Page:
Dr Heather Holmes-Ross
Firstly, it is with deep sadness that we received the news of the resignation of our colleague, long time member for Gault Ward, Councillor Stephen Fisher. Stephen was one of a kind, a champion of his causes, in particular planning and heritage, the environment and social justice. He argued his position with intelligence, high principles and financial prudence, was generous of spirit, impossible to offend, and was always the teacher with his enormous knowledge of all things Mitcham. We thank Stephen’s wife Di and his family for the many nights they spent without him, as he dedicated time to his service on Council. I will sincerely miss his warm-hearted presence in our Chamber.
And now to National Reconciliation Week. Who could have guessed how accurately the theme for this year’s celebration, ‘In This Together’, would describe all our lives? Australians of various heritage, culture and circumstance have faced the current pandemic together. As a nation we have been spectacularly successful in flattening the COVID-19 curve and are now inching our way back to a new normality. It is under these conditions of restriction, yet hope and camaraderie, that we recently recognised Sorry Day and Reconciliation Week.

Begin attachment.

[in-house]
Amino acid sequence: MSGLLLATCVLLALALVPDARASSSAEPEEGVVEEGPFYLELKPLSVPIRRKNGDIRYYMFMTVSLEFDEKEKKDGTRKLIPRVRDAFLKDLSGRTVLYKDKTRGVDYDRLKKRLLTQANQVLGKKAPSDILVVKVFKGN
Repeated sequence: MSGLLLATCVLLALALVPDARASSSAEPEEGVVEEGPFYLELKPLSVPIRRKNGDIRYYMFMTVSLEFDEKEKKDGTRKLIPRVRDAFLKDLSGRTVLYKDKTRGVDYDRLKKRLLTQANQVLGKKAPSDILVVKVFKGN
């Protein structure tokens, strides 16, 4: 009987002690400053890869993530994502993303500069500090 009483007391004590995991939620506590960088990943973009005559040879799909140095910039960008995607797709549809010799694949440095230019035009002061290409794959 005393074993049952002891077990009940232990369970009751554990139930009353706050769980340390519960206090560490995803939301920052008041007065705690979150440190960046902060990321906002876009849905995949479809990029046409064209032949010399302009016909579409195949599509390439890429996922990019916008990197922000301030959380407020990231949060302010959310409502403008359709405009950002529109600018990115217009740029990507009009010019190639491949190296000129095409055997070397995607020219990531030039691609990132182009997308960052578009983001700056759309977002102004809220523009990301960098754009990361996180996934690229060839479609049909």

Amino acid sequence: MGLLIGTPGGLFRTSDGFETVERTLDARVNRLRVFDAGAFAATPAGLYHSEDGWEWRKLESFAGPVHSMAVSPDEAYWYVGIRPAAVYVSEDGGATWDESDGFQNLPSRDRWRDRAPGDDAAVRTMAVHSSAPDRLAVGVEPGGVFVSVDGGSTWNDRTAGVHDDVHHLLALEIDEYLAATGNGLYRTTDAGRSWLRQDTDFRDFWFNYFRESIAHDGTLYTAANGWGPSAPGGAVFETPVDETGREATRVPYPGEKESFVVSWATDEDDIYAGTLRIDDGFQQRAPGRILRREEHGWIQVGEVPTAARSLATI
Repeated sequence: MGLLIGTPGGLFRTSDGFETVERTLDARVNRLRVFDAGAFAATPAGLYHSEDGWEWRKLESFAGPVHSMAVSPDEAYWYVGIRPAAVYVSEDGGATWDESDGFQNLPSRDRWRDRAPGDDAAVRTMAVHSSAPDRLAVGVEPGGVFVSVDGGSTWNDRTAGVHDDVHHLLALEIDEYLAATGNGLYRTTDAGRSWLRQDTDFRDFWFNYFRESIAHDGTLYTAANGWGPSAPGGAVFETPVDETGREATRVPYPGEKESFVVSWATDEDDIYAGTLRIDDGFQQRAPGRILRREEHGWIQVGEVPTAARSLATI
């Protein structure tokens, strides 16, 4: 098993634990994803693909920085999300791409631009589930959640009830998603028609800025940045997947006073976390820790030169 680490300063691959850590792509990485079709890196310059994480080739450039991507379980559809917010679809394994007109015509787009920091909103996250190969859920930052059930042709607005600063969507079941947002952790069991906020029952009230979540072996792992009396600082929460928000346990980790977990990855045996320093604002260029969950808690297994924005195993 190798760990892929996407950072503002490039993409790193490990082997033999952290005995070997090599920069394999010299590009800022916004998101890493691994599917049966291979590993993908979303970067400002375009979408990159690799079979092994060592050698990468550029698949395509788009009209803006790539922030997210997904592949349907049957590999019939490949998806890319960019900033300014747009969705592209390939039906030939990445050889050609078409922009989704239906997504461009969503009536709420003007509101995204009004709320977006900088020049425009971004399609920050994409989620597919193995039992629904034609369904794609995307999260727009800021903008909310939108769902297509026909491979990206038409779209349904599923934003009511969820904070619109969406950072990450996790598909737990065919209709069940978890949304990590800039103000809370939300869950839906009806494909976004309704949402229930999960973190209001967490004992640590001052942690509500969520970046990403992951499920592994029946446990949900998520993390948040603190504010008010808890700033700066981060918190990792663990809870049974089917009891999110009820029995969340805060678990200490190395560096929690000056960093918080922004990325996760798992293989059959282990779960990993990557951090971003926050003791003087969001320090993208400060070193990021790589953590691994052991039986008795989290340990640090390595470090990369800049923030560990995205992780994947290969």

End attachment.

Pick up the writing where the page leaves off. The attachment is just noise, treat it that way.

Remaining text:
It has been wonderful to witness an increased commitment by Elected Members to a journey of reconciliation. Last year, in addition to our traditional acknowledgement of Reconciliation Week through a ‘Welcome to Country’, I had the honour of unfurling, for the first time, the Aboriginal flag in the Council Chamber. Simultaneously, Allen Edwards Snr, chairperson of the Blackwood Reconciliation Group (BRG), unfurled the Australian flag. The two flags now proudly hang together alongside the Mitcham Council flag.
Also last year, I was invited to take part in the BRG Sorry Day acknowledgement, marked by a raising of the Aboriginal flag at the Blackwood Soldiers Memorial Gardens, followed by a walk along the main road to Colebrook Reconciliation Park. It was during my speech about reconciliation that I posed the question, “As a privileged white person, what can I do?”
The answer unfolded at a public forum, hosted by BRG, around the “Uluru Statement from the Heart”. A crowd of over 300 were addressed by a panel on ways that the Statement, as roadmap to reconciliation, could be advanced. As the only non-Aboriginal panellist, I was moved by the knowledge and experience of the other speakers and realised that advocating for this Statement is what I can do.
From the floor of that meeting a motion was crafted, calling for the Mitcham Council to support a voice to power through the journey of a Reconciliation Action Plan (RAP), which seeks to embed Aboriginal culture into the fabric of Council and the community. I brought his motion to Council and it was carried unanimously.
And so it is this year, that although Allen’s ‘Welcome to Country’ was to an empty Chamber, and we raised Australian and Aboriginal flags in solitude, I believe our togetherness has never been stronger as we embark on a new path of learning and sharing.